Britain's largest cable operator, US-owned NTL, has moved to allay investors’ fears that it will exhaust its cash reserves within six months.
These were triggered by corporate punter Goldman Sachs' unprecedented prediction that NTL’s piggybank will be empty by the second quarter of 2002. Goldman’s intervention, insiders fear, will drive the beleaguered group into slash ‘n’ burn tactics to decimate costs and halt investment.
Debt-beset NTL must convince creditors and entrail-rakers alike that it can meet the draconian earnings targets set by its bank covenants. These require that it remains within agreed ratios of debt to EBITDA (earnings before interest, tax depreciation and amortization). Failure to do so could result in foreclosure, bringing about the fall of the group with aggregated debts of $20 billion in bonds, bank debt and preferred stock.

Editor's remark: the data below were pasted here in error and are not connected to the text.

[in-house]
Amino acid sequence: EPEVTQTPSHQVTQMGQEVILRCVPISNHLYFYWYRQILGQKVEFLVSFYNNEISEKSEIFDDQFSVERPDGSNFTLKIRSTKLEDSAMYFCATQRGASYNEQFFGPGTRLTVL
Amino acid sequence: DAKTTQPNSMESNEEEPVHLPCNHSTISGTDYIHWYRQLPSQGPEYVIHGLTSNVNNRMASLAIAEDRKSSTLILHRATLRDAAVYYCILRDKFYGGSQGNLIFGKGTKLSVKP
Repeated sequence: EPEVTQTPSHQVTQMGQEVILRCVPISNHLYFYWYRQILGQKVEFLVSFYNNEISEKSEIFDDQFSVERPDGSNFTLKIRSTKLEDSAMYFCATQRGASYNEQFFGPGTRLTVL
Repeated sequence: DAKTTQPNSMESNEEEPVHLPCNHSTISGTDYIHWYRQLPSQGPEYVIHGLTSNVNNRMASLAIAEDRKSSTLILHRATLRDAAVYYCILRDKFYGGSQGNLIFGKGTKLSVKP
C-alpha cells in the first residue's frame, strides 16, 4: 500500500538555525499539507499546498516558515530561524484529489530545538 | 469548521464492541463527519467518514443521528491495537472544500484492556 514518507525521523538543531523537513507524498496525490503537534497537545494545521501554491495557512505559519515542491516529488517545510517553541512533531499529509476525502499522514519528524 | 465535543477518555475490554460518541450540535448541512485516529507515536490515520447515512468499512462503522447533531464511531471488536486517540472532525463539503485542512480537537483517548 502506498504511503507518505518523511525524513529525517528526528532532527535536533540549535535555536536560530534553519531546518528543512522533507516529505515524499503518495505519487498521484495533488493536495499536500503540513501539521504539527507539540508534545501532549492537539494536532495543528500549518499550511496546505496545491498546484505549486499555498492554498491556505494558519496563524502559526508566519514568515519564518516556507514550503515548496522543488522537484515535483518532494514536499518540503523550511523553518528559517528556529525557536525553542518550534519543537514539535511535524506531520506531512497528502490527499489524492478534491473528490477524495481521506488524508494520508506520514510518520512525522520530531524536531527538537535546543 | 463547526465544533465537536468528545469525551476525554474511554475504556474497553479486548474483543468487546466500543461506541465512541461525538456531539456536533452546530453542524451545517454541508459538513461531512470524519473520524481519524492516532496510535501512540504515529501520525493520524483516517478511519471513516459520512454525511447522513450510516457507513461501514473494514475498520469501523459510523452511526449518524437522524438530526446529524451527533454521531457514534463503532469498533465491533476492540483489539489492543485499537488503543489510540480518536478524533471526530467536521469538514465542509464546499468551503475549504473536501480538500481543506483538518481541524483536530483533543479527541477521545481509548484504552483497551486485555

NTL said it noted “with disappointment [the] published opinions of Goldman Sachs”. Those on the sidelines wonder what other agenda may have motivated the wily bettor to publicly trumpet its thoughts at this particular moment?
News source: Financial Times